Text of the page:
But how do companies measure market latitude in the face of shrinking ecological resources? The “Lost in Translation: Capturing Impacts of Sustainability Initiatives” panel focused on this question, with Stathis Gould of the International Federation of Accountants (and contributor to the International Integrated Reporting Council Business Model Background Paper) stating that “natural capital adds context for valuing nature; but nature also has intrinsic value.”

This statement highlights the need to balance impacts on the multiple capitals (including natural, social, human, and financial capitals discussed in IIRC's Capitals Background Paper) against constraints on those capital resources — a concept succinctly encapsulated in the final paragraph (58) of the IIRC Value Creation paper:

“Ultimately value is to be interpreted by reference to thresholds and parameters established through stakeholder engagement and evidence about the carrying capacity and limits of resources on which stakeholders and companies rely for wellbeing and profit, as well as evidence about societal expectations. Interconnections between corporate activity, society and the environment, and the purpose of the corporation should therefore be understood in terms of what the corporation, society and the environment can tolerate and still survive — that will be the main determinant of value. The challenges will be to reach agreement at corporate, national and international level on what those thresholds and limits are, how the resources within those limits should be allocated, and what action is needed to keep activity within those limits so that value can continue to be created over time.”

Or, as fellow panelist Curtis Ravenel, Bloomberg’s Global Head of Sustainability, said, “Sustainability data needs context — no bees and bunnies,” referring to the distressingly common corporate practice of relying on feel-good graphics instead of hard data to convey sustainability performance.

Which brings us back to the opening plenary moderated by Winston, and a potential solution to the “we're screwed” problem. Plenary panelist Christy Wood, Chair of the Global Reporting Initiative, stated, "we need to create mechanisms for valuation of natural & social capital," embracing the multiple capital framework in ways that hearken back to language from the second generation of GRI Sustainability Reporting Guidelines (or G2):

Many aspects of sustainability reporting draw significant meaning from the larger context of how performance at the organizational level affects economic, environmental, and social capital formation and depletion at a local, regional, or global level. (emphasis added)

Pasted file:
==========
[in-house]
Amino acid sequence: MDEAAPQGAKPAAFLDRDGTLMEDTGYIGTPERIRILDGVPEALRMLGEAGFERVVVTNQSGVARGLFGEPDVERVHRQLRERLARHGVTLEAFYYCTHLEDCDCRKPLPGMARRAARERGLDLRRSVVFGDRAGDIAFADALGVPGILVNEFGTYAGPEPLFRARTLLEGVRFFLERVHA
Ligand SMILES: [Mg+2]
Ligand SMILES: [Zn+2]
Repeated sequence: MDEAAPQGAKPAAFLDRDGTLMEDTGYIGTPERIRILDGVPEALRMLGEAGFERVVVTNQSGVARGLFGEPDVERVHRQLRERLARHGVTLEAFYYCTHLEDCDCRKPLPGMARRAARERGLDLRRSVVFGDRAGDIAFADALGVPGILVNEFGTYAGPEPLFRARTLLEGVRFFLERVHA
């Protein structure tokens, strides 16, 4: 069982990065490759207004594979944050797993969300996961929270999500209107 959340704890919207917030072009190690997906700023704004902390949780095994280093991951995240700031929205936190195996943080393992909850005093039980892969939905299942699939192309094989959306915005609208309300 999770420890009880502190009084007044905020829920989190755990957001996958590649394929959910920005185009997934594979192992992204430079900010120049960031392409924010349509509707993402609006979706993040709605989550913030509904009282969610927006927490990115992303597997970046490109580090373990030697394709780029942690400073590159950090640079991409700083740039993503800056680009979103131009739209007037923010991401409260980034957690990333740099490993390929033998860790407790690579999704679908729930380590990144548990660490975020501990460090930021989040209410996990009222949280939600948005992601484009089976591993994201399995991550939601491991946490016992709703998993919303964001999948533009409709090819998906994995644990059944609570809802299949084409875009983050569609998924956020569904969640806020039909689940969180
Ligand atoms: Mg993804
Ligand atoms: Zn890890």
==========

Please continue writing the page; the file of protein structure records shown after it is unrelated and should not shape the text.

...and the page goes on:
This quote — which suggests that the value of natural and social capital is tied up in its “formation and depletion” — comes from the definition of the GRI principle of Sustainability Context (see here for a dialogue with GRI co-founder Allen White on the conceptualization of this key principle). The current definition of Sustainability Context (which drops the capitals reference in favor of “limits and demands placed on environmental or social resources”) adds, “For example, this could mean that in addition to reporting on trends in eco-efficiency, an organization might also present its absolute pollution loading in relation to the capacity of the regional ecosystem to absorb the pollutant.”

Applying this logic to GHG emissions calls on companies to report their carbon footprints in relation to thresholds such as 2°C warming or 350ppm atmospheric carbon concentration. However, as we've seen, less than 1 percent of companies set their sustainability goals according to the ambition and pace required by science (and less than 6 percent comply with science unintentionally.) Which means that over 90 percent of companies' so-called sustainability goals are locked into the kind of incrementalism that systematically (and systemically) precludes the transformational changes needed to actually achieve sustainability.

So, if we want the next Ceres progress report in two years to produce findings pointing more toward “we're saved” than “we're screwed,” the corporate community will need to double down on measuring performance through the lens of science and other measures of real-world thresholds – in other words, companies will need to start applying Sustainability Context.